This was my third visit to Japan, and it was unquestioningly the best, partly because I am a more experienced traveler now. I am more accepting of my circumstances. I now appreciate the process of adapting to the way things are wherever I find myself. When I wasn't teaching I had adventures . . . adventures in cuisine, learning the way of the samurai, temple hikes, tea ceremonies, and three nights on tatami mats in a ryokan. I saw geishas pop out of their incredibly mysterious quarters and became obsessed with tamago (omelet sushi). I failed to wrap my head around the enormity of Japanese nightlife but I did succeed at teaching full classes without relying on language. When it comes to being observant and thinking about everything from object placement, organizational systems, and courtesy, no one beats the Japanese. (Bless the heated toilet seats, lights shows and multitude of electrical outlets.)
I spent time in Osaka (the land of ultimately convenient food and shopping), Kyoto (Japan's historical and cultural center), and big city Tokyo.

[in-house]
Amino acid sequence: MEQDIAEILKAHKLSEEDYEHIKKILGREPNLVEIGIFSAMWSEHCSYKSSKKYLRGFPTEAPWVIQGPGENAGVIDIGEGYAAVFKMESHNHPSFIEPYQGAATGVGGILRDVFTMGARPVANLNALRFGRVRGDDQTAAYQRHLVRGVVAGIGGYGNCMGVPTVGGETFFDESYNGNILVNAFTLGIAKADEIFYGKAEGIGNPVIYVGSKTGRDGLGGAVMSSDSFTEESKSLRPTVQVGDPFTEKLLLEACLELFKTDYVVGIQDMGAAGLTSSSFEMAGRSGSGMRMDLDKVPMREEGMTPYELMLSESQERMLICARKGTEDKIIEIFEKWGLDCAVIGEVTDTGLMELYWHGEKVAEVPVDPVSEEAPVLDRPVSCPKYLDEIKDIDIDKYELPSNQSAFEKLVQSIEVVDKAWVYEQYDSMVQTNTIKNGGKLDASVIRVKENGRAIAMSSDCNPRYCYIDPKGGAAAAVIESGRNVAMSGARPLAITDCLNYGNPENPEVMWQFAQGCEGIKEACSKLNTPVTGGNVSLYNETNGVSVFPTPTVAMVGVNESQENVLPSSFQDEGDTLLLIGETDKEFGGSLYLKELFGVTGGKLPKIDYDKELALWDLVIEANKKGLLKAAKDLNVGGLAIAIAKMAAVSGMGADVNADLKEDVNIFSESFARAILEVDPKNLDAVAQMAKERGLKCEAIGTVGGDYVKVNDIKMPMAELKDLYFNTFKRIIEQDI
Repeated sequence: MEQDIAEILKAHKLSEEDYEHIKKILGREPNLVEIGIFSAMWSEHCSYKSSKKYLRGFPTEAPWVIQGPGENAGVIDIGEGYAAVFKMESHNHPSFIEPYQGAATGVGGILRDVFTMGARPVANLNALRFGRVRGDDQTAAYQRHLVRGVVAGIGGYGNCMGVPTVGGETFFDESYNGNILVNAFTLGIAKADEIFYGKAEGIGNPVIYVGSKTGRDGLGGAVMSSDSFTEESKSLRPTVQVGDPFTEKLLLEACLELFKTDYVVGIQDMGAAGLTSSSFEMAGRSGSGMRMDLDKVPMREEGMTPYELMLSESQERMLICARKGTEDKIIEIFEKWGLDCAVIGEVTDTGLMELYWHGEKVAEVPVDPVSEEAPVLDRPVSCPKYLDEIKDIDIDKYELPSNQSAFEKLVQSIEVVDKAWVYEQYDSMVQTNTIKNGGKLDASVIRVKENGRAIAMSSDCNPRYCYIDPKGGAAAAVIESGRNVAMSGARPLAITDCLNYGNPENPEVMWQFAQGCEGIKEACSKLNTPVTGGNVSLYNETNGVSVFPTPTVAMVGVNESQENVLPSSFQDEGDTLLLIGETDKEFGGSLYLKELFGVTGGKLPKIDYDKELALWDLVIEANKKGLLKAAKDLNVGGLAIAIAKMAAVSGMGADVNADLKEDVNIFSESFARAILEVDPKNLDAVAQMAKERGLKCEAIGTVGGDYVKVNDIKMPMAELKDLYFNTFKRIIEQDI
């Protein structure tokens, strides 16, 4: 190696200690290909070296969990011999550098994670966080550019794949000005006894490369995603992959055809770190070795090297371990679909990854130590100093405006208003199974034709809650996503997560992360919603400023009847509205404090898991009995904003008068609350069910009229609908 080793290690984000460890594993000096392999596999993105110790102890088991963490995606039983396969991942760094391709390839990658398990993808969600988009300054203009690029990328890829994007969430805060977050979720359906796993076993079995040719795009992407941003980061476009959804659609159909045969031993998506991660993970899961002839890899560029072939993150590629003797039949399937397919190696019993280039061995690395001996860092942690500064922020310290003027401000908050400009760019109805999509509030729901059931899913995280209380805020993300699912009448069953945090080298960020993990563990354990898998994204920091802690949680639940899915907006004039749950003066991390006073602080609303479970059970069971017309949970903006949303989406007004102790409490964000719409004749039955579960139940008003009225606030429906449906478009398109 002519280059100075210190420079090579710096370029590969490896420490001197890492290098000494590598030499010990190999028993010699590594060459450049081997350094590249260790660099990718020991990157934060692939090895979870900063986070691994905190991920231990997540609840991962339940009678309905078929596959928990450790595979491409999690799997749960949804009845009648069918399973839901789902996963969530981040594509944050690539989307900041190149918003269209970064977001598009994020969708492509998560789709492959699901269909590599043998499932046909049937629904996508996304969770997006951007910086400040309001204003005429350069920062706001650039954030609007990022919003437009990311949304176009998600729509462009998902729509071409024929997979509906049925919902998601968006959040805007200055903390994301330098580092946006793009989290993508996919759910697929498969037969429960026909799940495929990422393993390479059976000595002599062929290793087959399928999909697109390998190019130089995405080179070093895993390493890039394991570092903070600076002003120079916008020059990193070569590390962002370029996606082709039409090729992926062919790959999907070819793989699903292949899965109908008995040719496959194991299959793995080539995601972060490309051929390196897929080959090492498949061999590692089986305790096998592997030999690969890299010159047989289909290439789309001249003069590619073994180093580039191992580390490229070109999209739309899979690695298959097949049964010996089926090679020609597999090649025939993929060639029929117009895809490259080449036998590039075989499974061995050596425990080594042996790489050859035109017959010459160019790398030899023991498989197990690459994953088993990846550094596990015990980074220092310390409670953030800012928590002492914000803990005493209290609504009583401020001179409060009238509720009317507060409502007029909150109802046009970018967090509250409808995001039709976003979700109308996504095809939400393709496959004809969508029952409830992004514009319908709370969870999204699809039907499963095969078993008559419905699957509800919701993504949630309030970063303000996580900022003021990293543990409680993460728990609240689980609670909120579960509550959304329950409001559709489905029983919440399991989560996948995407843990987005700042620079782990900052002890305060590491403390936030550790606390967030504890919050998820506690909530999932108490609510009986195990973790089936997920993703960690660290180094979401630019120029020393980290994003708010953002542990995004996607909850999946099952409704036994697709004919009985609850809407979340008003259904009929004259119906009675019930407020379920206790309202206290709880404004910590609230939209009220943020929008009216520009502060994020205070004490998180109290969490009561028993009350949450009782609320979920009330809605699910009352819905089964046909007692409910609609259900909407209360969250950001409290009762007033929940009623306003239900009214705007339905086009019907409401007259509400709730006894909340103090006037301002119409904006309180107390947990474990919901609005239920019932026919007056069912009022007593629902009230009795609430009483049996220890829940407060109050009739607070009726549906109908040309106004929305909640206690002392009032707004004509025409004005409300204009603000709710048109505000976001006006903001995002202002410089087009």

I saw my first bamboo forest and learned that bamboo has defended itself against human animals with a climbing proclivity. They are quite slippery. I saw the abruptness and snow cover of Mt. Fuji and trees in colors I didn't know existed like strawberry blonde pines and cartoon lobster-hued maple. I will continue my morning matcha ritual and make good use of my new neck warmer.
I left with an immediate longing to spend more time and grow a deeper understanding of the eternally intriguing Japanese culture. Thank you Japan for being so welcoming.